Hadronically decaying \(\tau \) leptons are reconstructed with the hadron-plus-strips (HPS) algorithm [69] and are denoted by \(\tau _\mathrm {h} \). The HPS algorithm is based on PF jets and additionally includes photons originating from neutral pion decays. Energy depositions in the ECAL are reconstructed in “strips” elongated in the direction of the azimuthal angle \(\phi \), to take account of interactions in the material of the detector and the axial magnetic field. These deposits are associated with one or three charged tracks to reconstruct various hadronic decay modes of \(\tau \) leptons. To suppress backgrounds from light-quark or gluon jets, a \(\tau _\mathrm {h} \) candidate is required to be isolated from other energy deposits in the event. The isolation criterion is based on the scalar \(p_{\mathrm {T}} \) sum \(I_\tau \) of charged and neutral PF candidates within a cone of radius \(\smash [b]{\sqrt{(\varDelta \eta )^2 + (\varDelta \phi )^2} = 0.5}\) around the \(\tau _\mathrm {h} \) direction, excluding the \(\tau _\mathrm {h} \) candidate. The isolation criterion is \(I_\tau < 1.5\,\text {Ge}\text {V} \) [70].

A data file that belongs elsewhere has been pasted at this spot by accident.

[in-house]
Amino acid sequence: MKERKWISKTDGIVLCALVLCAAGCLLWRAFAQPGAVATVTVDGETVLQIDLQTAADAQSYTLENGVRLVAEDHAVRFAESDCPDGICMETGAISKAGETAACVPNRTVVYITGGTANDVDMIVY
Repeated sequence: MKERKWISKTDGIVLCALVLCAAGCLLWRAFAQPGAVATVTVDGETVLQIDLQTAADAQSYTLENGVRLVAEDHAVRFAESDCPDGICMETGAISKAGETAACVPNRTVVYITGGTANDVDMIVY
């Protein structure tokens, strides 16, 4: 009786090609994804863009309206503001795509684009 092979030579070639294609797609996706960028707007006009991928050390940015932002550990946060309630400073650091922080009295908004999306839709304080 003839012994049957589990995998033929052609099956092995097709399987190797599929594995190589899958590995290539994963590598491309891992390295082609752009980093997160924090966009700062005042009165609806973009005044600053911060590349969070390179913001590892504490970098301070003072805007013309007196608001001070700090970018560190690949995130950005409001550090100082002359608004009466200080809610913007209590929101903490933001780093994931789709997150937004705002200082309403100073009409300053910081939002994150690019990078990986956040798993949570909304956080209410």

The energies and resolutions as well as the selection efficiencies for all reconstructed jets and leptons are studied in data and simulated events [62, 63, 66, 68, 70]. Based on these studies, the simulation is corrected to match the data.

5 Event selection and categorization